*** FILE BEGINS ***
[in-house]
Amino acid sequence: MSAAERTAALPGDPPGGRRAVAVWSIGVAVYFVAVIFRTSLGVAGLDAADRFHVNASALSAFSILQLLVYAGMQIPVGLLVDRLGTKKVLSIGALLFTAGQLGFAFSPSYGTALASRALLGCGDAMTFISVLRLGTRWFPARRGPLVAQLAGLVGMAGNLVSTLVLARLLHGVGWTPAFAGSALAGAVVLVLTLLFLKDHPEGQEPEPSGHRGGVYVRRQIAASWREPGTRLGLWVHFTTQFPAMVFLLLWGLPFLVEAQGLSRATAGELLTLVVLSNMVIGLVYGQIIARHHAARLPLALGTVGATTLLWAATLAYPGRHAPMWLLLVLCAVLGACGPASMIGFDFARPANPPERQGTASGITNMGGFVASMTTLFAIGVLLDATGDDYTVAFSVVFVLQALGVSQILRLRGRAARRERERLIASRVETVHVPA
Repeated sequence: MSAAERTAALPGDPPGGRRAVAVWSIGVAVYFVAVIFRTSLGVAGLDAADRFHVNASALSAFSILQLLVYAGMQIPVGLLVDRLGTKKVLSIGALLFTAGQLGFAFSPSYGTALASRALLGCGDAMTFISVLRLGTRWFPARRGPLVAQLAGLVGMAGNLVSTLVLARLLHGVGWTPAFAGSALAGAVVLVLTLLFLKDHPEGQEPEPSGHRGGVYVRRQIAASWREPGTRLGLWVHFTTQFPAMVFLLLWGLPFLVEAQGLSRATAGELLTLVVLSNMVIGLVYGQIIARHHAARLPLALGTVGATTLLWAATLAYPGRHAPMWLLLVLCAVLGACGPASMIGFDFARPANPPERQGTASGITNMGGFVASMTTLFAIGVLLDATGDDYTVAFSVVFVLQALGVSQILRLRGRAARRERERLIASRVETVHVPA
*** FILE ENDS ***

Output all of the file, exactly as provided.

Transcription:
[in-house]
Amino acid sequence: MSAAERTAALPGDPPGGRRAVAVWSIGVAVYFVAVIFRTSLGVAGLDAADRFHVNASALSAFSILQLLVYAGMQIPVGLLVDRLGTKKVLSIGALLFTAGQLGFAFSPSYGTALASRALLGCGDAMTFISVLRLGTRWFPARRGPLVAQLAGLVGMAGNLVSTLVLARLLHGVGWTPAFAGSALAGAVVLVLTLLFLKDHPEGQEPEPSGHRGGVYVRRQIAASWREPGTRLGLWVHFTTQFPAMVFLLLWGLPFLVEAQGLSRATAGELLTLVVLSNMVIGLVYGQIIARHHAARLPLALGTVGATTLLWAATLAYPGRHAPMWLLLVLCAVLGACGPASMIGFDFARPANPPERQGTASGITNMGGFVASMTTLFAIGVLLDATGDDYTVAFSVVFVLQALGVSQILRLRGRAARRERERLIASRVETVHVPA
Repeated sequence: MSAAERTAALPGDPPGGRRAVAVWSIGVAVYFVAVIFRTSLGVAGLDAADRFHVNASALSAFSILQLLVYAGMQIPVGLLVDRLGTKKVLSIGALLFTAGQLGFAFSPSYGTALASRALLGCGDAMTFISVLRLGTRWFPARRGPLVAQLAGLVGMAGNLVSTLVLARLLHGVGWTPAFAGSALAGAVVLVLTLLFLKDHPEGQEPEPSGHRGGVYVRRQIAASWREPGTRLGLWVHFTTQFPAMVFLLLWGLPFLVEAQGLSRATAGELLTLVVLSNMVIGLVYGQIIARHHAARLPLALGTVGATTLLWAATLAYPGRHAPMWLLLVLCAVLGACGPASMIGFDFARPANPPERQGTASGITNMGGFVASMTTLFAIGVLLDATGDDYTVAFSVVFVLQALGVSQILRLRGRAARRERERLIASRVETVHVPA